End the Political Duopoly of Congress
George Washington’s 1796 “Farewell Address” included a prescient warning about the “baneful effects” of political parties in which he observed that the parties “serve to Organize faction, to give it an artificial and extraordinary force — to put in the place of the delegated will of the Nation, the will of a party [who are] often a small but artful and enterprising minority of the Community.” That is, he warns us, the political parties will put their own interests above the “will of the Nation”.
Washington’s warning about the parties organizing “faction” refers to the fact that they will foment discord to advance their own interests. In fact, Madison defined faction as “a number of citizens, whether amounting to a majority or a minority of the whole, who are united and actuated by some common impulse of passion, or of interest, adversed to the rights of other citizens, or to the permanent and aggregate interests of the community.”
Sadly, we have been witnessing the full realization of Washington’s apprehensions: Partisan antagonism manifesting largely from manufactured outrage intended to replace dialogue with polarization, fueled by the need to raise vast sums of money to fund spectacularly expensive political campaigns in massive electoral districts.
Unfortunately, it is virtually impossible for a candidate to win an election to the U.S. House unless he or she is a member of one of the two dominant political parties. In many states, the primary barriers to entry for third-party and independent candidates are state-imposed ballot access regulations which are intended to preserve two-party dominance (an important subject which is outside the scope of this article). However, in those states that have few or no ballot access regulations, the massively oversized congressional districts are the primary impediment for either third-party or independent candidates. There are two reasons for this. First, the high cost of congressional campaigns in massive electoral districts necessitates financial and advisory support from one political party or the other. Second, the party’s brand provides an essential endorsement for candidates who are unknown to most voters living in their congressional districts.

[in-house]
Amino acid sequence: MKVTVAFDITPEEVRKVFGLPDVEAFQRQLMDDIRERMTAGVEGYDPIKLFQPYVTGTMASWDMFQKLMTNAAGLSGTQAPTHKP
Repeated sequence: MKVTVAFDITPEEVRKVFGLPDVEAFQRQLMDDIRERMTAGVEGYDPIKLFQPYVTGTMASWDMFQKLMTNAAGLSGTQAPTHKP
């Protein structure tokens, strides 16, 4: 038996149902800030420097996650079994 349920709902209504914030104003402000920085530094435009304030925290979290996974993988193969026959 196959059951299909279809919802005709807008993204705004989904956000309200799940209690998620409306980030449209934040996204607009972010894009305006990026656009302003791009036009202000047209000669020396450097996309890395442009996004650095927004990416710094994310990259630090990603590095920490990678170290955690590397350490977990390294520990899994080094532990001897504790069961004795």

As explained in this section, substantially reducing the size of congressional districts will finally enable independent and third-party candidates to be elected to the House of Representatives. While having greater political diversity in the House may not end two-party domination in general, it will certainly mitigate their absolute domain over Congress, give the voters more choices, and engender political diversity within the two parties themselves.